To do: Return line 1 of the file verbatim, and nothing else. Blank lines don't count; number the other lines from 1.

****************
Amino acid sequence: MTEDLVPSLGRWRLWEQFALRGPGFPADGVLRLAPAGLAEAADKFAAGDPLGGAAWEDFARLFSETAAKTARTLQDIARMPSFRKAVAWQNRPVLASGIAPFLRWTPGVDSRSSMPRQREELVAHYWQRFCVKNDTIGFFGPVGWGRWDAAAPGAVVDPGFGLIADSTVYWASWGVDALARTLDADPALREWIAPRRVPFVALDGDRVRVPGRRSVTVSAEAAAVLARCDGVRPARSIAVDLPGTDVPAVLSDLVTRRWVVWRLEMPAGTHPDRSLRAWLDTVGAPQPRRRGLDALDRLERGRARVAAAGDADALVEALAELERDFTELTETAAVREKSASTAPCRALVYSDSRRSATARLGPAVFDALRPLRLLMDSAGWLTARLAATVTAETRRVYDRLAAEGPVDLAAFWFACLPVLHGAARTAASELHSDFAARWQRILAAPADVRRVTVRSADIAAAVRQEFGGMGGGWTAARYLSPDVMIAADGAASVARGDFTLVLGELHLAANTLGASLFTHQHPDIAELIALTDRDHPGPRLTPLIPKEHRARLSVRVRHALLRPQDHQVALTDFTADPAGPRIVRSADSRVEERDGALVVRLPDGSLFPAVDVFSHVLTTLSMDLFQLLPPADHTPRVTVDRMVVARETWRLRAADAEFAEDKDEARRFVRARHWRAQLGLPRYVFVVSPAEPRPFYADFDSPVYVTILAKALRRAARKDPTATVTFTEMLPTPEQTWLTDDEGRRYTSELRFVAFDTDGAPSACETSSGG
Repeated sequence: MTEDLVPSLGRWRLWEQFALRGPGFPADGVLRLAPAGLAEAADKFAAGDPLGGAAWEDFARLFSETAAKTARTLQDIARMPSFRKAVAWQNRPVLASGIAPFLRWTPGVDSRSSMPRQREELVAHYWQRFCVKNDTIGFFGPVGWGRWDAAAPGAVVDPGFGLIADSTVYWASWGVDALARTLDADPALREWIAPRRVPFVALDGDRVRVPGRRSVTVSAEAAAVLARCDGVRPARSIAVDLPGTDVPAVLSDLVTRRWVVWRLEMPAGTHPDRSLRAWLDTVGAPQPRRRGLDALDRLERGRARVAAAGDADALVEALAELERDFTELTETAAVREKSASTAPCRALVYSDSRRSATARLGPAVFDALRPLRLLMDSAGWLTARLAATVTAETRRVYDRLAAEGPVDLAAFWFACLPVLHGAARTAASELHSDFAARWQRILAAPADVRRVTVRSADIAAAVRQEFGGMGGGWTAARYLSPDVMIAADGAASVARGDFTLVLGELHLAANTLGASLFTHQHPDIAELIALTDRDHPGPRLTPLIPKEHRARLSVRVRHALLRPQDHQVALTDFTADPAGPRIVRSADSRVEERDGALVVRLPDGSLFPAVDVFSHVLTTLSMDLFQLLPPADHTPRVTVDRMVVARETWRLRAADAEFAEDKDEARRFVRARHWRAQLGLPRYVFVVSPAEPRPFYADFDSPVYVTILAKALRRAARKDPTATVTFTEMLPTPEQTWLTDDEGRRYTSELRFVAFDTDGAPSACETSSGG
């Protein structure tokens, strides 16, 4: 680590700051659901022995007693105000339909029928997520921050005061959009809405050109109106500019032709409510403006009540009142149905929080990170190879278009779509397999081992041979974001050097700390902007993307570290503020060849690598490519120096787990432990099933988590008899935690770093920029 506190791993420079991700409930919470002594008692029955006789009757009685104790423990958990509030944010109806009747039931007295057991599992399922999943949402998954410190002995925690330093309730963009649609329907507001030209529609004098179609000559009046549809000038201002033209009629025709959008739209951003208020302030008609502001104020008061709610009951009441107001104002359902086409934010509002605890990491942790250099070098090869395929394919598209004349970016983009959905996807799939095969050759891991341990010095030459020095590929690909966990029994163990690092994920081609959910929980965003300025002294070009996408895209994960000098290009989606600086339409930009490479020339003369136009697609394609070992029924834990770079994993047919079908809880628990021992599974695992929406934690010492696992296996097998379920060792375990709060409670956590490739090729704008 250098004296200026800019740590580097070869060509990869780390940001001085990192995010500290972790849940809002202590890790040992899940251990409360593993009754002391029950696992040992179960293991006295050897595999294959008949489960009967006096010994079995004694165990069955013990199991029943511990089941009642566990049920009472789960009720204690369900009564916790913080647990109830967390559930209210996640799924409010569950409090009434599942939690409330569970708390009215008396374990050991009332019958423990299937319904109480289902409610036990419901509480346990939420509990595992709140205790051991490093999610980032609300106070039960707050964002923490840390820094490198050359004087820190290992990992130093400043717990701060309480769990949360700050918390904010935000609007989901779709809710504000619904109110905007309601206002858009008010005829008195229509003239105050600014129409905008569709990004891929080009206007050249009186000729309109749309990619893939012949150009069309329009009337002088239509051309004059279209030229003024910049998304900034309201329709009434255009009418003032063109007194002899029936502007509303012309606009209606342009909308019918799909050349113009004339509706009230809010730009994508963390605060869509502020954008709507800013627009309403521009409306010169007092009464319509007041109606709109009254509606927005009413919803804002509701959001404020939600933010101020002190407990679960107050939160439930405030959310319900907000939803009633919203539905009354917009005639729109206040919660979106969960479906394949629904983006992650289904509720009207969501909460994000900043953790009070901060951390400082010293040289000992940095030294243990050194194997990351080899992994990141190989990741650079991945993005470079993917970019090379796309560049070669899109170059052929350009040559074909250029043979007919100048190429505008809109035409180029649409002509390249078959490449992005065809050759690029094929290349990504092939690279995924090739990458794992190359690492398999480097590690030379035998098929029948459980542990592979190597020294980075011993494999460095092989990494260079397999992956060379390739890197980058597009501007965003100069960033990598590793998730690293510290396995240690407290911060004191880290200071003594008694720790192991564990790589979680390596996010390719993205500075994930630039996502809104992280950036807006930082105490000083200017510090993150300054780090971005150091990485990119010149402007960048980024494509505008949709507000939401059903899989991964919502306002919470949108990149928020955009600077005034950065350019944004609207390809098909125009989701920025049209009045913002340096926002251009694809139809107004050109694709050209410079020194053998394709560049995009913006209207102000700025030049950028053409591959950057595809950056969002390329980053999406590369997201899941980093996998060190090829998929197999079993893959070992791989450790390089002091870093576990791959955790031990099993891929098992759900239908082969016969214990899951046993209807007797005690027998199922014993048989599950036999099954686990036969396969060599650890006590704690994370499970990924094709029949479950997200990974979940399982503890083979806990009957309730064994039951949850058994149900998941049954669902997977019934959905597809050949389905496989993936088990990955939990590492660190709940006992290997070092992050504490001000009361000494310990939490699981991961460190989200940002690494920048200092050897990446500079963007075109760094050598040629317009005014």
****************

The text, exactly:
Amino acid sequence: MTEDLVPSLGRWRLWEQFALRGPGFPADGVLRLAPAGLAEAADKFAAGDPLGGAAWEDFARLFSETAAKTARTLQDIARMPSFRKAVAWQNRPVLASGIAPFLRWTPGVDSRSSMPRQREELVAHYWQRFCVKNDTIGFFGPVGWGRWDAAAPGAVVDPGFGLIADSTVYWASWGVDALARTLDADPALREWIAPRRVPFVALDGDRVRVPGRRSVTVSAEAAAVLARCDGVRPARSIAVDLPGTDVPAVLSDLVTRRWVVWRLEMPAGTHPDRSLRAWLDTVGAPQPRRRGLDALDRLERGRARVAAAGDADALVEALAELERDFTELTETAAVREKSASTAPCRALVYSDSRRSATARLGPAVFDALRPLRLLMDSAGWLTARLAATVTAETRRVYDRLAAEGPVDLAAFWFACLPVLHGAARTAASELHSDFAARWQRILAAPADVRRVTVRSADIAAAVRQEFGGMGGGWTAARYLSPDVMIAADGAASVARGDFTLVLGELHLAANTLGASLFTHQHPDIAELIALTDRDHPGPRLTPLIPKEHRARLSVRVRHALLRPQDHQVALTDFTADPAGPRIVRSADSRVEERDGALVVRLPDGSLFPAVDVFSHVLTTLSMDLFQLLPPADHTPRVTVDRMVVARETWRLRAADAEFAEDKDEARRFVRARHWRAQLGLPRYVFVVSPAEPRPFYADFDSPVYVTILAKALRRAARKDPTATVTFTEMLPTPEQTWLTDDEGRRYTSELRFVAFDTDGAPSACETSSGG